Riding The Cannonball

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Casey Jones, he died at the throttle,
With the whistle in his hand.
Casey Jones, he died at the throttlle,
But we'll all see Casey in the promised land.

His wife and three children were left to mourn
The tragic death of Casey on that April morn.
May God through His goodness keep them by His grace
Till they all meet together in that heavenly place.
(The Ballad of Casey Jones)

On this date in 1900, John Luther "Casey" Jones died at the controls of the Illinois Central Railroad's Cannonball near the town of Vaughan, Mississippi. Legend has it that when his body was pulled from the wreck of the engine, he was still clutching the whistle and the brake. He was the only fatality in the collision and it is believed his decision to stay at the controls saved the lives of the passengers riding the train that night.

At 11 o'clock that rainy Sunday night Casey and Sim Webb clambered aboard the big engine and eased her out of the station and through the South Memphis yards.

Four o'clock of the 30th of April. The little town of Vaughn, Miss. A long winding curve just above the town, and a long sidetrack beginning about where the curve ended.

"There's a freight train on the siding," Casey yelled across to Sim Webb.

Knowing the siding there was a long one, and having passed many other freights on it, Casey figured he would do the same this night.

But there was two seperate sections of a very long train on the sidetrack this night. And the rear one was a little too long to get all its length off the main track onto the siding. The freight train crews figured on "sawing by"; that is as soon as the passenger train passed the front part of the first train, it would move forward and the rear freight would move up, thus clearing the main track.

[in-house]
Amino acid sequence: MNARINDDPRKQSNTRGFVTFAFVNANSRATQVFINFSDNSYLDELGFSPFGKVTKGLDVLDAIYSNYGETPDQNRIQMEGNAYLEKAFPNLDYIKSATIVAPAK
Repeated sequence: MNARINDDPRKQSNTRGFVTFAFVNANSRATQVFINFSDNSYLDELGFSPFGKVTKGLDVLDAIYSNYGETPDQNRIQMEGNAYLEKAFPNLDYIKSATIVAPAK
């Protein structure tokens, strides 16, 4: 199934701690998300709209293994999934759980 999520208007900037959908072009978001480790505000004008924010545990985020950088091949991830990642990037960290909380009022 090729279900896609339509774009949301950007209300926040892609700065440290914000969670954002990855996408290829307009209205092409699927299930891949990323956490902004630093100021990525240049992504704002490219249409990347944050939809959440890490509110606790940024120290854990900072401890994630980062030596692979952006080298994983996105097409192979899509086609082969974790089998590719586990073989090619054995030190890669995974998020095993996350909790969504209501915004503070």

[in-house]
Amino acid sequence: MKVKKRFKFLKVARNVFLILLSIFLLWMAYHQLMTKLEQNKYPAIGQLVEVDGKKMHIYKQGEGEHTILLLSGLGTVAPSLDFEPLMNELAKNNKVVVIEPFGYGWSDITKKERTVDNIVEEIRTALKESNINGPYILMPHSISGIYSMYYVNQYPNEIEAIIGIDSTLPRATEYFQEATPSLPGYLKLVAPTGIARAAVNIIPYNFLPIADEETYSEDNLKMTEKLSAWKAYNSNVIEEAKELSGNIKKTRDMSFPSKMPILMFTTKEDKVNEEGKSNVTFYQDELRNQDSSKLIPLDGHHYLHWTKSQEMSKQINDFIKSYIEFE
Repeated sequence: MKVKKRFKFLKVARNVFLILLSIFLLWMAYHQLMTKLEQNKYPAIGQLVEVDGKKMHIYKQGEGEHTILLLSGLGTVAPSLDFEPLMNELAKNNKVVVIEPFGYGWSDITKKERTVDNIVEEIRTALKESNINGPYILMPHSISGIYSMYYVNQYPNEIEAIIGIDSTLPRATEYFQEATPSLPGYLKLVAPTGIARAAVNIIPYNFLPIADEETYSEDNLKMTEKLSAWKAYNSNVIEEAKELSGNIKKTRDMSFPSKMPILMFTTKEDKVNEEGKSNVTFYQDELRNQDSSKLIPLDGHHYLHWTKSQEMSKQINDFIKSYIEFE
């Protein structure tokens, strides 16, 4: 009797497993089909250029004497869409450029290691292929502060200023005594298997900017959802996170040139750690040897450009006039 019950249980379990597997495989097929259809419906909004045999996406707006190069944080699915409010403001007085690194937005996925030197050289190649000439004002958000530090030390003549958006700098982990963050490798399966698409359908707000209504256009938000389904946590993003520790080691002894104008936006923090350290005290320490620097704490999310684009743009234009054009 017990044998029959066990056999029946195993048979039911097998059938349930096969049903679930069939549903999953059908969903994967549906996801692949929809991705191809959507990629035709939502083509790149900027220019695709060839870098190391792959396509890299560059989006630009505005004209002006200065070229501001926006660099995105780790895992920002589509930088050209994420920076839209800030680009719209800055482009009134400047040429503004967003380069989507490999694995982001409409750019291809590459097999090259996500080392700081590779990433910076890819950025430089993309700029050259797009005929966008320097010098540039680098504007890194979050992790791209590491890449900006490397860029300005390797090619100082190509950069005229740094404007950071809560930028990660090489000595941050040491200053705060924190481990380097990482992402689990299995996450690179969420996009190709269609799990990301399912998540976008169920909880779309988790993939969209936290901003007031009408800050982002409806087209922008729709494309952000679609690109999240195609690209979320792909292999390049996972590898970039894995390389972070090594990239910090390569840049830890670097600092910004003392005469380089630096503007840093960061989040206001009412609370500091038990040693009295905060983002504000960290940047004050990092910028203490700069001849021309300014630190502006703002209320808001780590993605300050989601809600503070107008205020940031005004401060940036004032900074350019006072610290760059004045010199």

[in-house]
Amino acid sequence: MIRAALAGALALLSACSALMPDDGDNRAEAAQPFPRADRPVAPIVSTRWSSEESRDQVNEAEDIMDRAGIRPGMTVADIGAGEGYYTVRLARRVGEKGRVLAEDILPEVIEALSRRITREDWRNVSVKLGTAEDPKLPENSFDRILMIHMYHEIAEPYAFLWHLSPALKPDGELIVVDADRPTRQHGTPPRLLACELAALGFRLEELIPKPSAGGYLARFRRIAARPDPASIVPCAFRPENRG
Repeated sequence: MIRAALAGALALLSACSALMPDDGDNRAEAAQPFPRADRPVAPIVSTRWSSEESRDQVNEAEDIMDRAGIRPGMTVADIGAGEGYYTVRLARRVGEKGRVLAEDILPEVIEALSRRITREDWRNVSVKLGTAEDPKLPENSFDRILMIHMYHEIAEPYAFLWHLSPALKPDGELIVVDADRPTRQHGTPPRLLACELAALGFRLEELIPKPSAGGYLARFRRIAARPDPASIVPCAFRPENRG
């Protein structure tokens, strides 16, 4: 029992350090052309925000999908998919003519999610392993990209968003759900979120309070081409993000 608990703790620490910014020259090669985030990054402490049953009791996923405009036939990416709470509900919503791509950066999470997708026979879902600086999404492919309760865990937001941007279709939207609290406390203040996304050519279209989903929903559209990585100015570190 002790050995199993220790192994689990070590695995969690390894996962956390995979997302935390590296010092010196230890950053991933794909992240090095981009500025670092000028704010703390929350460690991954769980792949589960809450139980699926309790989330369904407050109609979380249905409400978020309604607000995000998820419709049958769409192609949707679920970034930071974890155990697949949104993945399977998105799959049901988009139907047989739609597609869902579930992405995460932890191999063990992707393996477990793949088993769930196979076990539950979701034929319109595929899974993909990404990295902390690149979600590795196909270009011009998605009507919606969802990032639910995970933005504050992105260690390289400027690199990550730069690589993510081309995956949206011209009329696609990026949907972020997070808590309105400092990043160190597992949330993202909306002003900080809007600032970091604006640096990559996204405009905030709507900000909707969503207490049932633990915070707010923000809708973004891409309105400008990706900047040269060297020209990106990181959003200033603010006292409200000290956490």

But Casey's speed-about fifty miles an hour-was more than the freight crews bargained for.

But when old 638 was within a hundred feet of the end of the siding the horrified eyes of Casey Jones and Sim Webb beheld through the gloom the looming shape of several boxcars in motion, swinging across from the main line to the side-track. In a flash both knew there way no earthly way of preventing a smashup.

"Jump, Sim, and save yourself!," was Casey's last order to his fireman. As for himself, Casey through his engine in reverse and applied the air-brakes-all any engineer could do, and rode roaring 638 into a holocaust of crashing wood that splintered like match boxes. Sim Webb jumped, fell into some bushes and was not injured.

When they took Casey's body from the wreckage (old 638 had plowed through the cars and caboose and turned over on her side a short distance beyond) they found one hand on the whistle cord, the other on the air-brake lever.

The original form of the Ballad of Casey Jones was penned by Wallace Saunders, a black engine wiper on the Illinois Central railroad who had been a friend of Jones.

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